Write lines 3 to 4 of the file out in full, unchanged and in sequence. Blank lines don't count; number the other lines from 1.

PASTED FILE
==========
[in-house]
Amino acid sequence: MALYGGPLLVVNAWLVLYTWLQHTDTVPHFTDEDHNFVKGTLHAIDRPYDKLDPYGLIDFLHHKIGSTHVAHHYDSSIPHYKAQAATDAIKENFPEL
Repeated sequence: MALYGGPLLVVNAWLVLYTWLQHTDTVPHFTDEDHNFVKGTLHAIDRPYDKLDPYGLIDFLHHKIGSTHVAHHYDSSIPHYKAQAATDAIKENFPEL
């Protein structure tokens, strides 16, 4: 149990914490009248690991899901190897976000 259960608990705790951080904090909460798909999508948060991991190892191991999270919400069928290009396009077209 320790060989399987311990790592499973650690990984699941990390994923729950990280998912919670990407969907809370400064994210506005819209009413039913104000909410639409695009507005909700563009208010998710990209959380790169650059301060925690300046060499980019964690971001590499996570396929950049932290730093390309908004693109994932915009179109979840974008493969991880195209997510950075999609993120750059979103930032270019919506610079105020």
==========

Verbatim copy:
Repeated sequence: MALYGGPLLVVNAWLVLYTWLQHTDTVPHFTDEDHNFVKGTLHAIDRPYDKLDPYGLIDFLHHKIGSTHVAHHYDSSIPHYKAQAATDAIKENFPEL
């Protein structure tokens, strides 16, 4: 149990914490009248690991899901190897976000 259960608990705790951080904090909460798909999508948060991991190892191991999270919400069928290009396009077209 320790060989399987311990790592499973650690990984699941990390994923729950990280998912919670990407969907809370400064994210506005819209009413039913104000909410639409695009507005909700563009208010998710990209959380790169650059301060925690300046060499980019964690971001590499996570396929950049932290730093390309908004693109994932915009179109979840974008493969991880195209997510950075999609993120750059979103930032270019919506610079105020």